and (v) Fuel, lighting and other ‘miscellaneous’ items of between the first two i.e., the need-based approach and the
expenditure should constitute 20 percent of the total minimum capacity to pay approach. This was essential because a minimum
wage. wage which was found to be socially desirable was not necessar-
The Committee took note of the steps taken by Government ily economically feasible. Job evaluation and measurement of
for conducting (a) a wage census, and (b)family budget enquiries productivity was not found to be feasible by the earlier Pay
in various industrial centres. Commissions, and fair comparisons with the public and private
sector were also not conceded by them. On living wages they
As for fair wages, it was agreed that the Wage Boards should go
observed that a living wage was a desirable level towards which
into the details in respect of each industry on the basis of the
the State must endeavour to go.
recommendations contained in the report of the Committee on
Fair Wages. These recommendations of the Fair Wages The Fifth Pay Commission after comparing public sector and
Committee should also be made applicable to employees in the private sector employees, comparisons with State Governments
Public Sector. and considering the expectation of the employees tried to work
out a minimum wage for Central Government Employees of
Thus in 1957, the Minimum wage was evolved as a need based
the lowest cadre. The Commission used a modified version of
concept.
the constant relative income criterion and fixed Rs : 2440/- as
In 1968, some more criteria for the determination of minimum the salary of lowest paid employee of the Central Government.
wages came to be recognised when the International Labour This meant more than a three-fold jump in the basic pay from
Organisation listed three criteria for fixing minimum wages. Rs. 750/- to Rs. 2400. The Commission had estimated that this
These were (i) the needs of the worker; (ii) the capacity to pay of would mean an additional outgo to the tune of Rs. 294.1 crores
the employer; and (iii) wages paid for comparable work. In every year for this category of employees.
1969, the capacity to pay was explicitly admitted as a relevant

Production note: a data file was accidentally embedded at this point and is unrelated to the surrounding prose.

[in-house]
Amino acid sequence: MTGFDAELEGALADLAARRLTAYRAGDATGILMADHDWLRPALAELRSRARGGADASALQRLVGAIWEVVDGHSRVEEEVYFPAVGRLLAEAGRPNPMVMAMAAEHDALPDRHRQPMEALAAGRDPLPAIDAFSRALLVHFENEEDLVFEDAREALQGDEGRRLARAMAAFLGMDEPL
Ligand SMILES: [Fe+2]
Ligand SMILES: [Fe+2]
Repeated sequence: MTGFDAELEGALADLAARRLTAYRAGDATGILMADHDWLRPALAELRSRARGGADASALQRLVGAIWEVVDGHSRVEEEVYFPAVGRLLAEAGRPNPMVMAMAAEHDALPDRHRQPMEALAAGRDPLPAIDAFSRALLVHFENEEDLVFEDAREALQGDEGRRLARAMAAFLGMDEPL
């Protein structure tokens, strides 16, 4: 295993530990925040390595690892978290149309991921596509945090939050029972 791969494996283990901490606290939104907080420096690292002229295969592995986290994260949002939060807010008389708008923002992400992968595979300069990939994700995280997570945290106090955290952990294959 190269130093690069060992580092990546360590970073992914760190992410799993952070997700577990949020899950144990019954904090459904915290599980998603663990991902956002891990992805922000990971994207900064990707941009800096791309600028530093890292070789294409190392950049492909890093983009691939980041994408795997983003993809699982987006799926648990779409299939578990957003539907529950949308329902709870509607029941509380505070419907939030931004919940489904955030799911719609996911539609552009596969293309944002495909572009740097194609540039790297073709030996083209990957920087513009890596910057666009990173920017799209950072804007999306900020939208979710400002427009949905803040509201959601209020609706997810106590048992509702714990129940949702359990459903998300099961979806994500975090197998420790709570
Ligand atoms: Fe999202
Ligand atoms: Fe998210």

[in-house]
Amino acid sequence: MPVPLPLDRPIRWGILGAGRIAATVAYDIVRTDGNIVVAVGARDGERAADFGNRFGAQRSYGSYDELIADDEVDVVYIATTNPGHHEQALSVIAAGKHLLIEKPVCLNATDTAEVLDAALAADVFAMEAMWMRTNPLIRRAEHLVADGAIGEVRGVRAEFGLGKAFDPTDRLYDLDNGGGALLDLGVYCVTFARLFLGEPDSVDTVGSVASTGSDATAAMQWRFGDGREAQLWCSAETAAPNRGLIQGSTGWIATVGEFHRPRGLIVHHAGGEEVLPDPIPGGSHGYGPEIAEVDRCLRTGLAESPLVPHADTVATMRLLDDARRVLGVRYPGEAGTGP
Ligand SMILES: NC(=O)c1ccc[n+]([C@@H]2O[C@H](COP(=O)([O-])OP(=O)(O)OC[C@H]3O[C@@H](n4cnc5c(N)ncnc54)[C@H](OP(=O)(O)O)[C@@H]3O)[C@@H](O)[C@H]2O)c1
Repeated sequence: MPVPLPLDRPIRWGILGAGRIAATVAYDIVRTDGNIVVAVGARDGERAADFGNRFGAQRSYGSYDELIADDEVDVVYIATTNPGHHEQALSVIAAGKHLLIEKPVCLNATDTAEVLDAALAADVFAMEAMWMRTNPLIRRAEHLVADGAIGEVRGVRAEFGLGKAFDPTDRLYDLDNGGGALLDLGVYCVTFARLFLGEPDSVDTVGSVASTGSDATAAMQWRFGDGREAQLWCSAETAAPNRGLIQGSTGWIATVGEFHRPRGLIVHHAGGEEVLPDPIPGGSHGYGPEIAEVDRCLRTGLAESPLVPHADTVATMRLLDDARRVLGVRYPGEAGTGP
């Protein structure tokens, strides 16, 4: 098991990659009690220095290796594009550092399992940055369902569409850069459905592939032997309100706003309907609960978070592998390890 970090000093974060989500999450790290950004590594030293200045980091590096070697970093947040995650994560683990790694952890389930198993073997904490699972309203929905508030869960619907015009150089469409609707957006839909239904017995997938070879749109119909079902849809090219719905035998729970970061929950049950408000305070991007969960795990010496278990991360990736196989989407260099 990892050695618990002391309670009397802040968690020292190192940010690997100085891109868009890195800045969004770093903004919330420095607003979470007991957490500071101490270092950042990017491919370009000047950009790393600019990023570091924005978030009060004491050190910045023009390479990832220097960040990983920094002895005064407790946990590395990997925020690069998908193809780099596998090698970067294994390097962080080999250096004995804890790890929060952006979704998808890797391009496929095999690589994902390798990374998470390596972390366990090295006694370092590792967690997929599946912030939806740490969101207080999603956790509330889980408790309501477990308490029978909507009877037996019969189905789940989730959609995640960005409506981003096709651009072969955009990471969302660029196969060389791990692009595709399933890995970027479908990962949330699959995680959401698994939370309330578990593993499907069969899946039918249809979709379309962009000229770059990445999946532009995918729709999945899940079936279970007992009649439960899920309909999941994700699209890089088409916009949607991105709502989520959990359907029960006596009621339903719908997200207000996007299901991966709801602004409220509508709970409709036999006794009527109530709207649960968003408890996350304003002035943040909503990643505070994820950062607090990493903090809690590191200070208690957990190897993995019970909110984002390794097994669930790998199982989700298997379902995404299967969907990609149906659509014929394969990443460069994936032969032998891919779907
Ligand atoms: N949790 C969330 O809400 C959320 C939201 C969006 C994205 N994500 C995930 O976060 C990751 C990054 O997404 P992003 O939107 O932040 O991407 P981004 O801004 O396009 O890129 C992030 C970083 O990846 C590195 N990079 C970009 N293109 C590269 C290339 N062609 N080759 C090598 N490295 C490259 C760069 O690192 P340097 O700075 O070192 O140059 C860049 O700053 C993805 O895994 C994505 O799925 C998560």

factor by the National Commission on Labour when it held

104
It is not necessary to describe the pressure that such a steep rise In West Bengal, when we enquired why the minimum wage law

MANAGEMENT OF INDUSTRIAL RELATIONS


in pay scales of Government Employees causes on the was not being enforced, we were told that both the Trade
Government’s Budget. Unions and the Government Department had agreed to the
below-minimum wage payments as both were agreed on
Minimum Wage vis-a-vis Government Pay
protecting the jobs of bidi workers. We have enough reasons to
Our Study Group on Unorganised Labour recommended that
believe that similar arrangements are entered into elsewhere too
the minimum wage prescribed by the Fifth Pay Commission
by the enforcing authorities and the representatives of workers.
for the lowest category of Government employees (Rs. 2400 +
We believe that any law that creates such a situation becomes a
Rs. 2100 DA = Rs. 4500/-) should be the minimum wage for a
mockery, if not a self-inflicted fraud. We, therefore, feel that we
worker in the unorganised sector. We could not agree with this
should legislate only what is capable of being put into practice
recommendation. It may be adviseable to repeat our arguments
at the ground level. Anything higher that is desirable will have
on this question from earlier paragraphs in our chapter on the
to remain an aspiration or an eventual goal, not a clause in the
‘Unorganised Sector’.
law. Any other course will breed disrespect, unconcern and
We fully appreciate the considerations that have prompted the contempt for the law and law enforcing authorities. We feel that
Study Group to make this recommendation. But we regret that the purpose of the law and highly desirable social goals can be
we do not find it possible to accept and endorse this sugges- better served by prescribing an adequate minimum wage, and
tion. Firstly, in monetary terms, the minimum wage that the providing for compulsory review of the adequacy of the
Study Group has recommended will approximate to Rs. 4500/- minimum to keep pace with aspirations, needs and the cost of
. Secondly, there are lakhs of people with very low incomes both living (and increasing levels of expectancy about higher stan-